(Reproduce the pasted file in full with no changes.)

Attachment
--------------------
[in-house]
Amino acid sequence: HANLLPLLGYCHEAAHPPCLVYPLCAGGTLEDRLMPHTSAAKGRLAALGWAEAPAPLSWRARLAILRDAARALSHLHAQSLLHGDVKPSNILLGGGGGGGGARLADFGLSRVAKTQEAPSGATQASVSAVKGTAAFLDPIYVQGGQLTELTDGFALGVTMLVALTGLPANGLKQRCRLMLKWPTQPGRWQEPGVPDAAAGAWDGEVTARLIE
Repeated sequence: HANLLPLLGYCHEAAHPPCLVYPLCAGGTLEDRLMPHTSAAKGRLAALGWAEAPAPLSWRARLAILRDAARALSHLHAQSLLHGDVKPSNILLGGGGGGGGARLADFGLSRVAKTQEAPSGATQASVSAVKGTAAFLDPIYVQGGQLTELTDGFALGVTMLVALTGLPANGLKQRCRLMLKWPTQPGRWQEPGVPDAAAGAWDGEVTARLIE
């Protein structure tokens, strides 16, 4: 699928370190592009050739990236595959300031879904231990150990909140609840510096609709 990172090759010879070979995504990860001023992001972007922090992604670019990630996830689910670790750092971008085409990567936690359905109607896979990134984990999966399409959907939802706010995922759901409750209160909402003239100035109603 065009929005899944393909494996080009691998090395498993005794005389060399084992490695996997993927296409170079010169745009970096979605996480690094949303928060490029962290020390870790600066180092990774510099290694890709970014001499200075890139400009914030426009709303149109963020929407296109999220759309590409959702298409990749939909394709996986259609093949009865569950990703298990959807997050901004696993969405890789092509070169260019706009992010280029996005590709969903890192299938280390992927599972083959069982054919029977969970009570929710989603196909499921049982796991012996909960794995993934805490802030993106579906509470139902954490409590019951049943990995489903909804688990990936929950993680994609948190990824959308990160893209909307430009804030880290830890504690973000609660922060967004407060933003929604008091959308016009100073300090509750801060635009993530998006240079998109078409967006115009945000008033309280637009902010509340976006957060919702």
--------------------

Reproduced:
[in-house]
Amino acid sequence: HANLLPLLGYCHEAAHPPCLVYPLCAGGTLEDRLMPHTSAAKGRLAALGWAEAPAPLSWRARLAILRDAARALSHLHAQSLLHGDVKPSNILLGGGGGGGGARLADFGLSRVAKTQEAPSGATQASVSAVKGTAAFLDPIYVQGGQLTELTDGFALGVTMLVALTGLPANGLKQRCRLMLKWPTQPGRWQEPGVPDAAAGAWDGEVTARLIE
Repeated sequence: HANLLPLLGYCHEAAHPPCLVYPLCAGGTLEDRLMPHTSAAKGRLAALGWAEAPAPLSWRARLAILRDAARALSHLHAQSLLHGDVKPSNILLGGGGGGGGARLADFGLSRVAKTQEAPSGATQASVSAVKGTAAFLDPIYVQGGQLTELTDGFALGVTMLVALTGLPANGLKQRCRLMLKWPTQPGRWQEPGVPDAAAGAWDGEVTARLIE
């Protein structure tokens, strides 16, 4: 699928370190592009050739990236595959300031879904231990150990909140609840510096609709 990172090759010879070979995504990860001023992001972007922090992604670019990630996830689910670790750092971008085409990567936690359905109607896979990134984990999966399409959907939802706010995922759901409750209160909402003239100035109603 065009929005899944393909494996080009691998090395498993005794005389060399084992490695996997993927296409170079010169745009970096979605996480690094949303928060490029962290020390870790600066180092990774510099290694890709970014001499200075890139400009914030426009709303149109963020929407296109999220759309590409959702298409990749939909394709996986259609093949009865569950990703298990959807997050901004696993969405890789092509070169260019706009992010280029996005590709969903890192299938280390992927599972083959069982054919029977969970009570929710989603196909499921049982796991012996909960794995993934805490802030993106579906509470139902954490409590019951049943990995489903909804688990990936929950993680994609948190990824959308990160893209909307430009804030880290830890504690973000609660922060967004407060933003929604008091959308016009100073300090509750801060635009993530998006240079998109078409967006115009945000008033309280637009902010509340976006957060919702």